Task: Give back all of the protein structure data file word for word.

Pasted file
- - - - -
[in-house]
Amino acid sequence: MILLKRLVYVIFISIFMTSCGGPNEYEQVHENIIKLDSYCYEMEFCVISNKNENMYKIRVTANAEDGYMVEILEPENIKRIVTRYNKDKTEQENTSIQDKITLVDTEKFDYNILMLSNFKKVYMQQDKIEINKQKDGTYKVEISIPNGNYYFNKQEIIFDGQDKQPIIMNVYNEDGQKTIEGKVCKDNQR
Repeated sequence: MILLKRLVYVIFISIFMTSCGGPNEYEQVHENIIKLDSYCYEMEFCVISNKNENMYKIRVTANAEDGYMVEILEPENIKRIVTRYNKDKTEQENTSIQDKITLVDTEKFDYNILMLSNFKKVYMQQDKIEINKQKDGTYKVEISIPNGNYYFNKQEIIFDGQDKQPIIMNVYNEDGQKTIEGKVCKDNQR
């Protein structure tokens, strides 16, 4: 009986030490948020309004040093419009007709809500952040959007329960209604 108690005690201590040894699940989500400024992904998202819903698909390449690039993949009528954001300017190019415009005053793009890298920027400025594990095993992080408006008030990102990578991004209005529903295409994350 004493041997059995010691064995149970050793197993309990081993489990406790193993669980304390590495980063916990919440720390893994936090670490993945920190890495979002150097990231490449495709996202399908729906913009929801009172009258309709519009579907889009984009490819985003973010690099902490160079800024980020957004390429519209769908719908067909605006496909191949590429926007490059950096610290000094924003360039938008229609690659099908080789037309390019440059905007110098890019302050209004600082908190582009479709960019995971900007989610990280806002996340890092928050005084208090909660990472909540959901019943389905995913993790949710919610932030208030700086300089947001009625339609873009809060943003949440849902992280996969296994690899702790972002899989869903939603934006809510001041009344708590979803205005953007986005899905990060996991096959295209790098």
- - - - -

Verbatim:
[in-house]
Amino acid sequence: MILLKRLVYVIFISIFMTSCGGPNEYEQVHENIIKLDSYCYEMEFCVISNKNENMYKIRVTANAEDGYMVEILEPENIKRIVTRYNKDKTEQENTSIQDKITLVDTEKFDYNILMLSNFKKVYMQQDKIEINKQKDGTYKVEISIPNGNYYFNKQEIIFDGQDKQPIIMNVYNEDGQKTIEGKVCKDNQR
Repeated sequence: MILLKRLVYVIFISIFMTSCGGPNEYEQVHENIIKLDSYCYEMEFCVISNKNENMYKIRVTANAEDGYMVEILEPENIKRIVTRYNKDKTEQENTSIQDKITLVDTEKFDYNILMLSNFKKVYMQQDKIEINKQKDGTYKVEISIPNGNYYFNKQEIIFDGQDKQPIIMNVYNEDGQKTIEGKVCKDNQR
């Protein structure tokens, strides 16, 4: 009986030490948020309004040093419009007709809500952040959007329960209604 108690005690201590040894699940989500400024992904998202819903698909390449690039993949009528954001300017190019415009005053793009890298920027400025594990095993992080408006008030990102990578991004209005529903295409994350 004493041997059995010691064995149970050793197993309990081993489990406790193993669980304390590495980063916990919440720390893994936090670490993945920190890495979002150097990231490449495709996202399908729906913009929801009172009258309709519009579907889009984009490819985003973010690099902490160079800024980020957004390429519209769908719908067909605006496909191949590429926007490059950096610290000094924003360039938008229609690659099908080789037309390019440059905007110098890019302050209004600082908190582009479709960019995971900007989610990280806002996340890092928050005084208090909660990472909540959901019943389905995913993790949710919610932030208030700086300089947001009625339609873009809060943003949440849902992280996969296994690899702790972002899989869903939603934006809510001041009344708590979803205005953007986005899905990060996991096959295209790098």